But how are they paying for all this?
Right, that’s a bit hazy. The short answer on the list of FAQs on the Prime Minister’s Office website is classic nonsense:
Q: How is the debt relief financed?
A: “The Treasury will collect increased revenues in the next four years to cover the cost of additional state expenditure resulting from these actions. The actions will therefore neither be financed by additional Treasury borrowing nor with the granting of state guarantees.”
Right, so the no-bullshit answer of is they’re going to increase taxes!
Where are they going to “collect increased revenues”? Specifically, they are going to tax the estates of the old banks, i.e. the banks that went bankrupt in 2008. Their liquidation process is going veeeery slowly, to a large extent due to capital controls, which are holding back the process. Yet the estates have to be liquidated before we can abolish the capital controls. It’s like being a driver with two back seat drivers, one demanding you drive faster and the other demanding that you slow down. Which one are you going to make unhappy?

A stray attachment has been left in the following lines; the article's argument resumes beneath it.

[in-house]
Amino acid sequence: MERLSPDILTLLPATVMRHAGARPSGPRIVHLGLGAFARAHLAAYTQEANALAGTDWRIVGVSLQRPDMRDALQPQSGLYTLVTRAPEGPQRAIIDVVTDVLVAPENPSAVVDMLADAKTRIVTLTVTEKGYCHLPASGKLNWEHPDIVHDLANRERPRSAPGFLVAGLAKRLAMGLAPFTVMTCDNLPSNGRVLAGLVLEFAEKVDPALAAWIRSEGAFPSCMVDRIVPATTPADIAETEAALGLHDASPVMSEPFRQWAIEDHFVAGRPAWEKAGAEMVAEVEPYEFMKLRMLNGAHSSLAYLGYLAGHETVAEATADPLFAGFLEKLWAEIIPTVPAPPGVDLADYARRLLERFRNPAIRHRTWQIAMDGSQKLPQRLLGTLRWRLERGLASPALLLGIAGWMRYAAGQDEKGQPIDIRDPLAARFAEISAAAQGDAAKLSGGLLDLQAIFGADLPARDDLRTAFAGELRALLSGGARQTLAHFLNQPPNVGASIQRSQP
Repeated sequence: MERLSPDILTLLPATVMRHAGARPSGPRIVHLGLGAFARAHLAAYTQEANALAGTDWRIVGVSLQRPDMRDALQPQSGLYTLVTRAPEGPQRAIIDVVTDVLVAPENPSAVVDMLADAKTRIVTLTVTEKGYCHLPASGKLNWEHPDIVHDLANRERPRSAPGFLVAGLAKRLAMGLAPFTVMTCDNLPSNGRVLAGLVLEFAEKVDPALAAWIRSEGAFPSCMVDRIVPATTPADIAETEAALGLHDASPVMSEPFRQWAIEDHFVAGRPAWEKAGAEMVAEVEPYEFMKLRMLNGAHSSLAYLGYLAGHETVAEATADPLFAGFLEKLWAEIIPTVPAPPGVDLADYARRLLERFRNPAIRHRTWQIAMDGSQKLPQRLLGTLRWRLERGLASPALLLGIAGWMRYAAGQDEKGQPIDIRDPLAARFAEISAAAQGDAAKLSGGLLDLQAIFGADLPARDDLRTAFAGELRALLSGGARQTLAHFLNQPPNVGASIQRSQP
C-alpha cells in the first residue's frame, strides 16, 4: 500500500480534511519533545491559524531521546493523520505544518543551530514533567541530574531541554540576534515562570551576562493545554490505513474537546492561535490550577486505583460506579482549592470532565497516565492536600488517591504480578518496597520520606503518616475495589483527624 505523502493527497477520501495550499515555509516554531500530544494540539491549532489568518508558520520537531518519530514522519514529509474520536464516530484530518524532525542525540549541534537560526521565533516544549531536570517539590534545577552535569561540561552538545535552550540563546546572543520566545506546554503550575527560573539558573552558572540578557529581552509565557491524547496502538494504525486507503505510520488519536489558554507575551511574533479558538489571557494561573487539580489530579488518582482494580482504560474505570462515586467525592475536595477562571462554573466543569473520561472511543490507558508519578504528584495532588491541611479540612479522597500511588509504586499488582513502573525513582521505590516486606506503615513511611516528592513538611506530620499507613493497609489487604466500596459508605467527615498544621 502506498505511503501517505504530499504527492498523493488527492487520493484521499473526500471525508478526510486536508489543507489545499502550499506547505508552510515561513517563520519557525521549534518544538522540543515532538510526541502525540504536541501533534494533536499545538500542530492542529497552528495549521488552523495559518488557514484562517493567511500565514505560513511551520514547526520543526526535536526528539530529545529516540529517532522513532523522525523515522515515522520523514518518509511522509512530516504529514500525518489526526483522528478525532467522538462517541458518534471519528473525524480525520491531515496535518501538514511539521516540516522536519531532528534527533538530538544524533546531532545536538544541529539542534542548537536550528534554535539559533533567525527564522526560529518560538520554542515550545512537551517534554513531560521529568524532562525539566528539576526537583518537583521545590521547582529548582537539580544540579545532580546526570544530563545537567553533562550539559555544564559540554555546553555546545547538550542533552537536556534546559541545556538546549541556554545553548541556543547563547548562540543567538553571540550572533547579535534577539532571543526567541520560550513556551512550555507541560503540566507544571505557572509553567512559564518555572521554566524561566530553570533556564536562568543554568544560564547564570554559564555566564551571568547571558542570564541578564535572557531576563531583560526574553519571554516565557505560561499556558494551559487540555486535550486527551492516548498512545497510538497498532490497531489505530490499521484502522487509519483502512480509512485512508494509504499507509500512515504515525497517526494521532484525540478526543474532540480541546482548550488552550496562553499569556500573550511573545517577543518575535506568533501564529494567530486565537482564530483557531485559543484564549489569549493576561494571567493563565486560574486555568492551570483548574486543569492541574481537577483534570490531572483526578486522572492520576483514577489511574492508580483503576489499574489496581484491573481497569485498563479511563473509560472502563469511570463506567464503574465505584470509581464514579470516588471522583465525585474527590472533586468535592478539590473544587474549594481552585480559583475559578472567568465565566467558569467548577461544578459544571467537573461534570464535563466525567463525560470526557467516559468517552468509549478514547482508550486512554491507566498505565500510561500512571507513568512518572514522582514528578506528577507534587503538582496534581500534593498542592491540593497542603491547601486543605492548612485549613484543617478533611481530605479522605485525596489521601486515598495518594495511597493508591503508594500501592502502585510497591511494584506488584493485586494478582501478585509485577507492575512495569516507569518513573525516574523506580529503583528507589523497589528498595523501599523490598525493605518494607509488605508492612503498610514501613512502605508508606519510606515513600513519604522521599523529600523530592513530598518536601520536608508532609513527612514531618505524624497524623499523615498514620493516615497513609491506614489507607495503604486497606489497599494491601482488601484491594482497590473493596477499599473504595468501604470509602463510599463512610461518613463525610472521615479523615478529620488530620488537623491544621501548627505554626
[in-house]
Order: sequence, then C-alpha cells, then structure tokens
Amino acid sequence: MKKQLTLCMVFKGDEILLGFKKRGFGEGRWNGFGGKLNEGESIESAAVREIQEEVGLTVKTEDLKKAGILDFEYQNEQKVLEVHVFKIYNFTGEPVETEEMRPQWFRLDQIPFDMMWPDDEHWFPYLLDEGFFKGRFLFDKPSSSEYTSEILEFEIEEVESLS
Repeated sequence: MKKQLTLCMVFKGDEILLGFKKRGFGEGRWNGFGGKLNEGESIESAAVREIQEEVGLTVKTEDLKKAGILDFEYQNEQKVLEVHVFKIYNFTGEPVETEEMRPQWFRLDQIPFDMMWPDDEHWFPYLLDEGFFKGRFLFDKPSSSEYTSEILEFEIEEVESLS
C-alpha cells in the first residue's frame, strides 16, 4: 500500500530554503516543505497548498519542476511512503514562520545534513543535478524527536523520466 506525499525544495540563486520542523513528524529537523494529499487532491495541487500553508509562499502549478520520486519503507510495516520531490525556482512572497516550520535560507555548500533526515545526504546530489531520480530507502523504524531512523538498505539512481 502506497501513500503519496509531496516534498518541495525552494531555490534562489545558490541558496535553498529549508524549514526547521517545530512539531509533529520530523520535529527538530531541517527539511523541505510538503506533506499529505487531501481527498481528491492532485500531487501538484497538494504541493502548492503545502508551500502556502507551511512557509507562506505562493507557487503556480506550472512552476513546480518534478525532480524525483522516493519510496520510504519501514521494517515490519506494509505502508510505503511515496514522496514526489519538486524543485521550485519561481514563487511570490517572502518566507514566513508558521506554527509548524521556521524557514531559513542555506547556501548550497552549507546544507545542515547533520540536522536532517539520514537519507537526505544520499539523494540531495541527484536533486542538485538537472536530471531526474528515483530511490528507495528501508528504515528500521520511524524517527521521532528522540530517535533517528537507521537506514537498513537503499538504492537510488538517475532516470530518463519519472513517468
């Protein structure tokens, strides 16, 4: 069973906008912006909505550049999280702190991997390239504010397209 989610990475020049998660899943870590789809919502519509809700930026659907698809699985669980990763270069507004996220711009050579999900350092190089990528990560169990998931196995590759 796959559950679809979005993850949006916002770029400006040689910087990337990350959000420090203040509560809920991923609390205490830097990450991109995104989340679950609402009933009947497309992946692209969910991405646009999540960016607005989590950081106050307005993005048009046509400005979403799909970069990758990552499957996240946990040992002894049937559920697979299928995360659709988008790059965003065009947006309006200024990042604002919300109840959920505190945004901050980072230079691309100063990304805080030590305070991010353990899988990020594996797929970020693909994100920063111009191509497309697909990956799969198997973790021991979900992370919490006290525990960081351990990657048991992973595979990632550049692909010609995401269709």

The government is going to make the old banks unhappy. Besides outright taxing them to pay for a debt jubilee for households, they are considering changing laws that would force them to speed up the liquidation process.
I have two immediate concerns about this.
First, those are two birds in the bush, but not one in the hand. Are we definitely sure that they can tax the old banks? This sentence alone from the Prime Minister’s slides says it all: “The committee [behind the debt jubilee] assumes that the measures will be fully funded over a period of four years.”